PCS conference votes to back freedom of movement

Submitted by Gemma_S on 30 May, 2017 - 10:33

PCS, the civil service union, held it′s national conference in Brighton 23-25 May.

Workers’ Liberty supporters, organised as part of the left-opposition faction, "Independent Left" within the union were delegates. Going into conference with victories in the NEC and Bargaining Group Executive elections.

The industrial landscape the union finds itself in is dire, and the leadership's response to it has been inadequate, but not surprising for a leadership infected with the broad left strategy of fusing with the bureaucracy we’ve had in PCS for the past 16 years. The union, despite those years of broad left leadership now has historically low density rates in its better organised workplaces, with some bargaining units such as the Ministry of Justice falling below 35%.

Increasingly hostile behaviour by a confident government, the most brazen being the sacking of reps at the EHRC by email has not been met with union-wide action largely out of despair and defeatism, but also down to the abandonment of strategy and bunker-mentality of the supposed Trotskyist-led leadership. Substandard deals involving a bonfire of terms and conditions for scraps of pay, selective support to workers who want to defend themselves and a top-down approach to local disputes and organising have left membership confidence at a low and this seems to have sept through to conference floor.

The industrial bargaining unit conferences took place at the start of the week, and are perhaps the most important parts of the conference and certainly more consequential in terms of building working-class power than, say, the unions position on the Labour Party.

There is no longer an active right-wing in the union. The two perspectives being set out in the Groups are the Broad Left leadership and those associated with the Independent Left. As an example, in the DWP this meant confronting the burning of our conditions in favour of scraps of pay and the acceptance of Management threats to dismiss activists if they broke the secrecy clause over office closures. In HMRC this meant opposing the union leaderships unilateral acceptance of some closures going into negotiations and lack of action over redundancies, closures in general and draconian Performance Management.

One of the key debates was the unions attitude going into the General Election. At the NEC preceding Conference, Independent Left members proposed that the union should follow its support for Jeremy Corbyn by arguing that the National conference should call for a Labour Vote.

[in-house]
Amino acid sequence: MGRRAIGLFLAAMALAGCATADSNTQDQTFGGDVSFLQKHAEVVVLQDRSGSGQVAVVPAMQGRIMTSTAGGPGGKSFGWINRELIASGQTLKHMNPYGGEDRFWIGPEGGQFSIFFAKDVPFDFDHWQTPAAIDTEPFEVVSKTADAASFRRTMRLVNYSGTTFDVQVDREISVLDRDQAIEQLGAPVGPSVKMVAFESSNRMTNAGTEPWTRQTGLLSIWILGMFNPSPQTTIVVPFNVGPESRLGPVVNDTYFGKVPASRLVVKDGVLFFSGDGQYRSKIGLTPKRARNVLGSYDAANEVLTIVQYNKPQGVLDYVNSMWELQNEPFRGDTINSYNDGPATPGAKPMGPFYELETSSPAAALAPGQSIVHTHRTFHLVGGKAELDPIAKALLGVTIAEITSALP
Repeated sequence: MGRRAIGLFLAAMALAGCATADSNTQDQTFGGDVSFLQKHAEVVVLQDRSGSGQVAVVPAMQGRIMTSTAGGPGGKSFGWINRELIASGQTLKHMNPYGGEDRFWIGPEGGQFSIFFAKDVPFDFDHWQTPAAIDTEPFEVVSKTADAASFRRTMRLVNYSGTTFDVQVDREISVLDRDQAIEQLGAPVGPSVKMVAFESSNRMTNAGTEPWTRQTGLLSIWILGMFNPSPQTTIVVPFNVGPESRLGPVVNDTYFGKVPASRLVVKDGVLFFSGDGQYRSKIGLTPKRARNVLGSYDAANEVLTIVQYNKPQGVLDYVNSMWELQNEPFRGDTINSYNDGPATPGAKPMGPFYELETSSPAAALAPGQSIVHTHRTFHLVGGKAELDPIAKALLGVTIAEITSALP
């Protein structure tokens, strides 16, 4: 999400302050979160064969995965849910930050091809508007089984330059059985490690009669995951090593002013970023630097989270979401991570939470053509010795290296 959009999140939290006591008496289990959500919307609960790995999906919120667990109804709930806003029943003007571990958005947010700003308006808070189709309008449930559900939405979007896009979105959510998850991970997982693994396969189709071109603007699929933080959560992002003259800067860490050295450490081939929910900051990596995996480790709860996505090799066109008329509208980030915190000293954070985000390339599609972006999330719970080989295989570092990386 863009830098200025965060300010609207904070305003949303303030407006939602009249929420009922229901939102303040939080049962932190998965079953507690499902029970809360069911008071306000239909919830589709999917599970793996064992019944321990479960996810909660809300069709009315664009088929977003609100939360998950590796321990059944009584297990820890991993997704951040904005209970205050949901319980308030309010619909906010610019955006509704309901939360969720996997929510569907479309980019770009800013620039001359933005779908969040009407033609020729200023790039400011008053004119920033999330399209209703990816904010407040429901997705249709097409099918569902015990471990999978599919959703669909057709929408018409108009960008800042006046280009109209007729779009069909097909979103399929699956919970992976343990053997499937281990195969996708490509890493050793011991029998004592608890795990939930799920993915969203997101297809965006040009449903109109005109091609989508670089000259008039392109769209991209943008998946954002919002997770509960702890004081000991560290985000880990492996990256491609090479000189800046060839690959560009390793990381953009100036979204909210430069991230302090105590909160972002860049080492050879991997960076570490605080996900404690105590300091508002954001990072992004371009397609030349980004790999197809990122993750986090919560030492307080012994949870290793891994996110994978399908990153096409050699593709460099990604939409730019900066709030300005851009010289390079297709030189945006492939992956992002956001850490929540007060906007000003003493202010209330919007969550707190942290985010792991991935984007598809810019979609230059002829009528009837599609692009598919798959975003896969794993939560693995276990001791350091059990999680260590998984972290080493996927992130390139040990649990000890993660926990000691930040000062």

Unfortunately, the Socialist Party dominated leadership and the General Secretary opposed that call and neither the NEC, nor any branches associated with the leadership faction Left Unity submitted any text to conference calling for support for Labour.

Independent Left activists passed three Emergency motions of varied commitment through branches. The first calling for the union “to offer as much support to Labour Party candidates as is allowable under current PCS policy” and another two explicitly calling for a Labour vote, one in England and Wales only and one for the entire UK.

Following shenanigans with the conference standing orders committee, the final debate was between the Bootle motion (the first one) and a bizzare felling, meaning the "vote labour" one fell if it passed. The debate was very lengthy and many speakers were called meaning the guillotine fell during the debate on the first motion. When the vote came it passed, meaning the one calling for a labour vote fell.

Otherwise the conference was remarkably flat.

It did however produce two more interesting decisions. Firstly, the composited motion on the union’s attitude post-Brexit committed it to “promoting the free movement of workers”, which marks it as almost singularly progressive on this question in the British labour movement. Certainly more so than the RMT and Unite who indulge the myth of migrants undermining wages and conditions – arguments which were used and defeated during the debate at PCS conference.

The second was the furore caused by the NEC’s opposition to a motion on Trans rights, a motion which called for the union to campaign for the implementation of the Transgender Report. The NEC majority’s opposition (IL comrades on the NEC argued for the motion at the NEC) was confusing, but centred around their lack of understanding of the report, mixed with a concern about how its implementation would result in “Opposition from some Women's interest groups”(!) Following an excellent speech by a trans-woman delegate the motion was overwhelmingly passed and the NEC opposition roundly overturned.

The union was also introduced to a report by the General Secretary, outlining the extent of state-collusion with the right-wing of the largest predecessor unions CPSA to undermine, victimise and in some cases, dismiss left-wing activists from their jobs and unilaterally over-rule elections won by leftwingers. These recently released reports outline in detail Thatcher’s relationship with the unions leadership at the time and Mark Serwotka concluded by demanding assurance that this kind of thing is no-longer occurring. A welcome demand considering the current climate, super-hostile employer and additional recent uncovering of state involvement in blacklisting, union-busting and police infiltration of activist groups.

For all the issues the union has currently, it’s a long-way from the witch-hunting, right-wing, Thatcher supporting organisation the CPSA was.

The task this year will be to articulate a positive organisational and political rank-and-file alternative to the bureaucratic malaise and defeatism of the union’s broad left leadership.